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  • It is one of the most important problems in ancient history to determine what was the ethnological relation of these tribes, whom we may call " Safine," to the people of Rome on the one hand, and the earlier stratum or strata of population in Italy on the other.
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  • Logan has found ethnological and linguistic evidence of this domination, which was left unnoticed in the Indian histories.
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  • For ethnological physiognomy, see amongst older authors Gratarolus, and amongst moderns the writers cited in the various textbooks on anthropology, especially Schadow, Physionomies nationales (1835) and Park Harrison, Journ.
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  • He settled in Berlin, where he was made professor of ethnology at the university and keeper of the ethnological museum.
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  • It -is a disputed point whether the introduction of Neolithic civilization is due to a new ethnological element.
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  • Its museum, like the ethnological and natural history collection of the Essex Institute, was bought by the Peabody Academy of Science, whose museum now includes Essex county collections (natural history, mineralogy, botany, prehistoric relics, &c.), type collections of minerals and fossils; implements, dress, &c. of primitive peoples, especially rich in objects from Malaysia, Japan and the South Seas; and portraits and relics of famous Salem merchants, with models and pictures of Salem merchant vessels.
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  • The Peninsula is inhabited by a great variety of races, whose ethnological limits are far from corresponding with the existing political boundaries.
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  • Nor has any certainty been reached about the ethnological problems of the population, the Aryan or non-Aryan character of the Picts and the like.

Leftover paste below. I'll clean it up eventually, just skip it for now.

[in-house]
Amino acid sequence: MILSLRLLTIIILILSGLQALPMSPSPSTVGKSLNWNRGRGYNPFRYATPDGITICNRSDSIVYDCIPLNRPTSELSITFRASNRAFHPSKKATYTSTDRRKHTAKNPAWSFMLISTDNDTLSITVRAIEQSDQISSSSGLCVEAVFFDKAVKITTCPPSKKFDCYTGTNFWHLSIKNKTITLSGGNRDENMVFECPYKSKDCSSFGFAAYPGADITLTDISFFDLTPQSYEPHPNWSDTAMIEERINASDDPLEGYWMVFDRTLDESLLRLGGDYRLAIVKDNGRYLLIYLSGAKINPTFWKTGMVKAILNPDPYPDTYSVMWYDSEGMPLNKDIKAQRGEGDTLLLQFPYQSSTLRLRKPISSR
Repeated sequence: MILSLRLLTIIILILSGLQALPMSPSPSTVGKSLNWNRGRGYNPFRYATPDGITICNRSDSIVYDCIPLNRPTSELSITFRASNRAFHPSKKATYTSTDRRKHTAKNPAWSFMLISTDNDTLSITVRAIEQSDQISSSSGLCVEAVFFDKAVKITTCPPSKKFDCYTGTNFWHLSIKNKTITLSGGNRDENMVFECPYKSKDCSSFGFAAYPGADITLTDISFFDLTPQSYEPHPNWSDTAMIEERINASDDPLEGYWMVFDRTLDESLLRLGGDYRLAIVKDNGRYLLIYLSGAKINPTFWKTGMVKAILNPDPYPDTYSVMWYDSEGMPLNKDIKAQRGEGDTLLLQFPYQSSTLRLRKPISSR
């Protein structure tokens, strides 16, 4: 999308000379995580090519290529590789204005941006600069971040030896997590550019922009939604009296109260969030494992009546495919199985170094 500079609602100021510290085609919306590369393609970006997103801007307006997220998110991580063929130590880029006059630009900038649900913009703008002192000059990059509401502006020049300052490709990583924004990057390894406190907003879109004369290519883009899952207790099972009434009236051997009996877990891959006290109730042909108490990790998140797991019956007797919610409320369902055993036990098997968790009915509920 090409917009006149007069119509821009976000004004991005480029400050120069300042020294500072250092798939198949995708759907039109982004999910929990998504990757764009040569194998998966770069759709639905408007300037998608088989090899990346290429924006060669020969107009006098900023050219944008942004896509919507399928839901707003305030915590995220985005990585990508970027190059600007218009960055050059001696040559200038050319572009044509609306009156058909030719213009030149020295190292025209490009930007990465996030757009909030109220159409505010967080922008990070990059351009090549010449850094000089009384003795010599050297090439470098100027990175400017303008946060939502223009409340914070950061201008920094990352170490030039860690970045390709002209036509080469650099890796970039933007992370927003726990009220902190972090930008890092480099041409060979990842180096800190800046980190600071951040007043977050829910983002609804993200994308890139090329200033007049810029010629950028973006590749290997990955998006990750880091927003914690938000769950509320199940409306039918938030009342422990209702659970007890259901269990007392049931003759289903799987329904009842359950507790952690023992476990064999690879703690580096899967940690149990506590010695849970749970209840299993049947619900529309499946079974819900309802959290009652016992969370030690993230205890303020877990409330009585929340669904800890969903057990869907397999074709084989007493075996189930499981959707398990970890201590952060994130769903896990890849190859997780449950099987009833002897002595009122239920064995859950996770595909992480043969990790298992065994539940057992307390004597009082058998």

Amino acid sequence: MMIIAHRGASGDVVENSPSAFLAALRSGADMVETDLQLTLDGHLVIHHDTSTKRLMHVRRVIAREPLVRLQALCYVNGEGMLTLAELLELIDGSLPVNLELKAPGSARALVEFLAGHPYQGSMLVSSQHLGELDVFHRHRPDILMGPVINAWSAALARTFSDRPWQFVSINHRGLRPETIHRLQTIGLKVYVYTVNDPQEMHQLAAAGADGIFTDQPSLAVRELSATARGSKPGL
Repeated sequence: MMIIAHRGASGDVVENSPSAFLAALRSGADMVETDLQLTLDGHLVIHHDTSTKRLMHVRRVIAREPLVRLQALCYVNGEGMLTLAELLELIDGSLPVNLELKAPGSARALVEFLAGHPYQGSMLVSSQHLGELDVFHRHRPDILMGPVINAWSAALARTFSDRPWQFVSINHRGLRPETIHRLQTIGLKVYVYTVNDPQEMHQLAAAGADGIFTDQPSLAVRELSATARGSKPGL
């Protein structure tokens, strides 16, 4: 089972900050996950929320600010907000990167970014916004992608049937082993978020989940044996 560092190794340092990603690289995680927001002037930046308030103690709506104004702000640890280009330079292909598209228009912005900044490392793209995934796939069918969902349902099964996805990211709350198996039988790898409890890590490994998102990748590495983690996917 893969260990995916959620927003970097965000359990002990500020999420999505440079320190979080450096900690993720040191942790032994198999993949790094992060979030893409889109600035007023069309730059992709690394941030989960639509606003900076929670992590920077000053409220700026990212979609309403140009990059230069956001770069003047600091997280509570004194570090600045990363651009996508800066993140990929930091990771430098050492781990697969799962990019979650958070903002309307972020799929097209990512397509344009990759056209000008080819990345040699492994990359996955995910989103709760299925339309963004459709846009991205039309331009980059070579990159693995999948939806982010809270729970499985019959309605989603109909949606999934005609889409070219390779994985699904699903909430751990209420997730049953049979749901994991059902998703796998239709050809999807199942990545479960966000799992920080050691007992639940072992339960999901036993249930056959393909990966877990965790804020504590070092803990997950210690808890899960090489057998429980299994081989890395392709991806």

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  • The inhabitants of Palestine are composed of a large number of elements, differing widely in ethnological affinities, language and religion.
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  • Of exceptional interest are the letters from Jerusalem describing the hostility of the maritime coast and the disturbances of the IIabiru (" allies "), a name which, though often equated with that of the Hebrews, may have no ethnological or historical significance s But Egypt was unable to help the loyalists, even ancient Mitanni lost its political independence, and the supremacy of the Hittites was assured.
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  • For statistics, general description and material on administration, see Census of the Philippine Islands in 1903 (4 vols., Washington, 1905);; Pronouncing Gazetteer and Geographical Dictionary of the Philippine Islands (Washington, 1902); Ethnological Survey Publications of the.
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  • Each of the four main groups, viz, the Caroline, Marshall, Gilbert and Ladrone (Mariana), from long isolation, has developed ethnological peculiarities of its own.
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  • The general result was to place all the privileges, rights and possessions of these inferior chiefs under the guarantee or protection of the British government, to whom all disputes between the superior and inferior states must be referred, and whose decision is final upon all questions of succession to hereditary rights or rulership. The states have no general ethnological affinity, such as exists in Rajputana.
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  • In the chains of Zagros we find, in Babylonian and Assyrian times, no trace of Iranians; but partly Semitic peoplesthe Gutaeans, Lulubaeans, &c.partly tribes that we can refer to no known ethnological group, e.g.
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  • Athena Polias was the patron-goddess of Pergamum, and the legend combines the ethnological record of the connexion claimed between Arcadia and Pergamum with the usual belief that the hero of the city was son of its guardian deity, or at least of her priestess.